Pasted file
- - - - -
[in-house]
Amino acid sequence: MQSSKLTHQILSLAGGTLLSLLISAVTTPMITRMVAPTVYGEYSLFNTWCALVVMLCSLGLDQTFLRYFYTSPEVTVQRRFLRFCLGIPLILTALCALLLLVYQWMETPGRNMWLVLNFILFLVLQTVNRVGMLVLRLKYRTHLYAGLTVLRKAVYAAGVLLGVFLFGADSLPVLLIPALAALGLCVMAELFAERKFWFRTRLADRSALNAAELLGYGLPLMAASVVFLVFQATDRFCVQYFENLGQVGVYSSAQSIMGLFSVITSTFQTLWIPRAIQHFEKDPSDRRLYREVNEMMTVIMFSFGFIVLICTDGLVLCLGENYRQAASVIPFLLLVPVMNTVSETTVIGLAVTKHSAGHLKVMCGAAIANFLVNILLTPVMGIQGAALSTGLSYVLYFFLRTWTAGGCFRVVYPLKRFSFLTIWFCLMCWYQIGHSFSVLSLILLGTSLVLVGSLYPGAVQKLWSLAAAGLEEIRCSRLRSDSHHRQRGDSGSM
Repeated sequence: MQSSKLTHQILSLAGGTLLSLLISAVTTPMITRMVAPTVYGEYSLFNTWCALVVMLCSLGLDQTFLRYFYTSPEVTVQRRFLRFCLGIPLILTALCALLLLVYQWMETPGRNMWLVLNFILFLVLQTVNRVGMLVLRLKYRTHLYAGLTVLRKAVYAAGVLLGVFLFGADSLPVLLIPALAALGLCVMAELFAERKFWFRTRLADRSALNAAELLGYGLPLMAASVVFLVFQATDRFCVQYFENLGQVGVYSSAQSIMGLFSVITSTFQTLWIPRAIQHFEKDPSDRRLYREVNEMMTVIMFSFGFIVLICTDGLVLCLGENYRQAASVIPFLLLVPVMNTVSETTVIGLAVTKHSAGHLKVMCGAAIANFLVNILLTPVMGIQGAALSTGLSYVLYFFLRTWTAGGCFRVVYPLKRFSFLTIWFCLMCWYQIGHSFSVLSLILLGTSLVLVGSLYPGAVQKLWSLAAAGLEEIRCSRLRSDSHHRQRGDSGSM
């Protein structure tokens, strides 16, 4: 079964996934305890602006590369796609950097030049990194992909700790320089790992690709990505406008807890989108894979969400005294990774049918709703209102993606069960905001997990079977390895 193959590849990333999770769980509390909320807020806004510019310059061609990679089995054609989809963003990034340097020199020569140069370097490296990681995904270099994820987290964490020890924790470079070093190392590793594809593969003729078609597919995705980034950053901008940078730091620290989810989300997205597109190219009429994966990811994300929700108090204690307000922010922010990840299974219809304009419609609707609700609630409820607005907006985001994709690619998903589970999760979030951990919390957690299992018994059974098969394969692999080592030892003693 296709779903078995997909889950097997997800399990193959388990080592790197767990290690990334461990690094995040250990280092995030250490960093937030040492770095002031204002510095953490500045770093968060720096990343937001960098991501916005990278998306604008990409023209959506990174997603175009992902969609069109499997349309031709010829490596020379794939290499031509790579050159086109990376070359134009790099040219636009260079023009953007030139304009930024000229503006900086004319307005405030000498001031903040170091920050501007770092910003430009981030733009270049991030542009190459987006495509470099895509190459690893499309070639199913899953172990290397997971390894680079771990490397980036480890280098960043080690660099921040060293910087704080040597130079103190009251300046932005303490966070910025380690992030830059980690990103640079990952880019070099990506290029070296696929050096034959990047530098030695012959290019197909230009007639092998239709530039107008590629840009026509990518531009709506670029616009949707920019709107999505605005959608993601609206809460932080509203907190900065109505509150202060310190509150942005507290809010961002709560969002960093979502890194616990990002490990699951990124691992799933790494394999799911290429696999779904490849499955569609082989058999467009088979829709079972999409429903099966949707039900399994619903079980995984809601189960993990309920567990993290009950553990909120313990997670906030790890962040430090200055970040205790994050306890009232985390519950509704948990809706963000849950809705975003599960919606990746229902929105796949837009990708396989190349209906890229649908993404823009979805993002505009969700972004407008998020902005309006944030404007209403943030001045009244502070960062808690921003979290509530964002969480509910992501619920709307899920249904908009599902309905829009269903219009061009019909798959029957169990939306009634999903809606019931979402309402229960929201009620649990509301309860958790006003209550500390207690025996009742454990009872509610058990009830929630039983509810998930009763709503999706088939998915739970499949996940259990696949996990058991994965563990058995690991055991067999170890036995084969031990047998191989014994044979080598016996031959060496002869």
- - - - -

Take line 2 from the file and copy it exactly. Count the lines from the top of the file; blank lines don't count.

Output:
Amino acid sequence: MQSSKLTHQILSLAGGTLLSLLISAVTTPMITRMVAPTVYGEYSLFNTWCALVVMLCSLGLDQTFLRYFYTSPEVTVQRRFLRFCLGIPLILTALCALLLLVYQWMETPGRNMWLVLNFILFLVLQTVNRVGMLVLRLKYRTHLYAGLTVLRKAVYAAGVLLGVFLFGADSLPVLLIPALAALGLCVMAELFAERKFWFRTRLADRSALNAAELLGYGLPLMAASVVFLVFQATDRFCVQYFENLGQVGVYSSAQSIMGLFSVITSTFQTLWIPRAIQHFEKDPSDRRLYREVNEMMTVIMFSFGFIVLICTDGLVLCLGENYRQAASVIPFLLLVPVMNTVSETTVIGLAVTKHSAGHLKVMCGAAIANFLVNILLTPVMGIQGAALSTGLSYVLYFFLRTWTAGGCFRVVYPLKRFSFLTIWFCLMCWYQIGHSFSVLSLILLGTSLVLVGSLYPGAVQKLWSLAAAGLEEIRCSRLRSDSHHRQRGDSGSM